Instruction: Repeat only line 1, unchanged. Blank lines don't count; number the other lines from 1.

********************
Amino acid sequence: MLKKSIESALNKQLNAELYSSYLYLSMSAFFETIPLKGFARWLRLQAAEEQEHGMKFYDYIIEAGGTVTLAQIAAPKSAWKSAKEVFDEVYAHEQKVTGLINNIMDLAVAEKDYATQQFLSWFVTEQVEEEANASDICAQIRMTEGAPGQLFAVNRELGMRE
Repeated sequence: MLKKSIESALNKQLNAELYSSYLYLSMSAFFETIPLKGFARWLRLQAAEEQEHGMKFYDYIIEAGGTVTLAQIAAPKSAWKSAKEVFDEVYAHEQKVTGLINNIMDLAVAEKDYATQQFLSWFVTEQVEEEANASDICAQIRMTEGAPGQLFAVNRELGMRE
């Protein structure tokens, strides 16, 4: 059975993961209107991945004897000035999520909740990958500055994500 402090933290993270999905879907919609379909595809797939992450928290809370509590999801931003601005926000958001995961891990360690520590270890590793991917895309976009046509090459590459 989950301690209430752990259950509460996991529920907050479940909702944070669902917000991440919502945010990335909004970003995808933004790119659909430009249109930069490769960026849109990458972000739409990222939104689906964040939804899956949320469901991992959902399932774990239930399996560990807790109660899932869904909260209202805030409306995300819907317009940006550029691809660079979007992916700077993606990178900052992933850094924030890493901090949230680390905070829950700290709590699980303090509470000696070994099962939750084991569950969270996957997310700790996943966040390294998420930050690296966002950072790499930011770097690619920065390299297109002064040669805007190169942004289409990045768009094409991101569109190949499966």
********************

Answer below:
Amino acid sequence: MLKKSIESALNKQLNAELYSSYLYLSMSAFFETIPLKGFARWLRLQAAEEQEHGMKFYDYIIEAGGTVTLAQIAAPKSAWKSAKEVFDEVYAHEQKVTGLINNIMDLAVAEKDYATQQFLSWFVTEQVEEEANASDICAQIRMTEGAPGQLFAVNRELGMRE